This blog post is a part of the International Open Access Week blog series

The World Bank is committed to transparency and accountability and welcomes opportunities to explain its work to the widest audience possible. Openness promotes engagement with stakeholders, which in turn, improves the design and implementation of projects and policies, and strengthens development outcomes.

Knowing what we don’t know (on the web)

Tanya Gupta's picture
Welcome to the third blog of the technology aided gut (TAG) checks series. In this year long skills transfer blog series we use an interactive and just-in-time learning strategy to help you learn to do TAG checks on your data.
 
In our last posting we talked about six techniques to make our questions more precise so as to get the best answers from the Web. In this blog, we look at the other side of the equation: how can we be reasonably confident that the answers we get from an online resource are correct? How can we know that the web has given us the right answer when we do not have the subject matter expertise ourselves?


Path to “Confucian” wisdom

How to know what you don’t know

The adage “True wisdom is knowing what you don't know” has been attributed to Confucius. While addressing this philosophical statement is beyond the scope of this blog, it is appropriate to title a pragmatic article borrowing from ancient wisdom. Knowing what you do not  know is the essential problem of learning in the modern era. Legacy learning depends on teachers and textbooks who you can rely on to be correct. However, for contemporary learning - how can you tell the correct from the incorrect if you don’t have sufficient knowledge of a domain?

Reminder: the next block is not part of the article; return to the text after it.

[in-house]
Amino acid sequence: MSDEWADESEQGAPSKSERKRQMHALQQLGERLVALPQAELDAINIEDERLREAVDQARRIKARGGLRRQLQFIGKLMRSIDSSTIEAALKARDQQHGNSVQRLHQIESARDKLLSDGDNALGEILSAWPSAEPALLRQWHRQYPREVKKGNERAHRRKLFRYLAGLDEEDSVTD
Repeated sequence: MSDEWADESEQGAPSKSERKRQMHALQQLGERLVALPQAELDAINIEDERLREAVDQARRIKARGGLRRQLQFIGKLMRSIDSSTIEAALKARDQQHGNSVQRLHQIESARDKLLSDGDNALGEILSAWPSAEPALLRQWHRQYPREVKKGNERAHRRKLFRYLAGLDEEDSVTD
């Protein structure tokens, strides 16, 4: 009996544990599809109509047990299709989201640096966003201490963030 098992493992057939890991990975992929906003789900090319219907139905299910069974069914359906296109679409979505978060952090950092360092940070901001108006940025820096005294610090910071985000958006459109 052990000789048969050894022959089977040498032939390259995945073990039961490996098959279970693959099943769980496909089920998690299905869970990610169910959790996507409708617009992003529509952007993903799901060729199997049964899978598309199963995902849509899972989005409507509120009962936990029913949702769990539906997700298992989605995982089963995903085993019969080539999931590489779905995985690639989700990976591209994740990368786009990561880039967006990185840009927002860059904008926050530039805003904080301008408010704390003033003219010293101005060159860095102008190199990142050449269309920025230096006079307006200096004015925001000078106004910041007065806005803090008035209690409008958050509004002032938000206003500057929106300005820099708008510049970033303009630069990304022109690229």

We describe a four step process one can use to eliminate the really bad answers and get a decent idea of which ones are very good.
 
The process may not be able guarantee the answers we got are absolutely correct, but the level of accuracy of the answers we will get by following the process will be useful in most cases.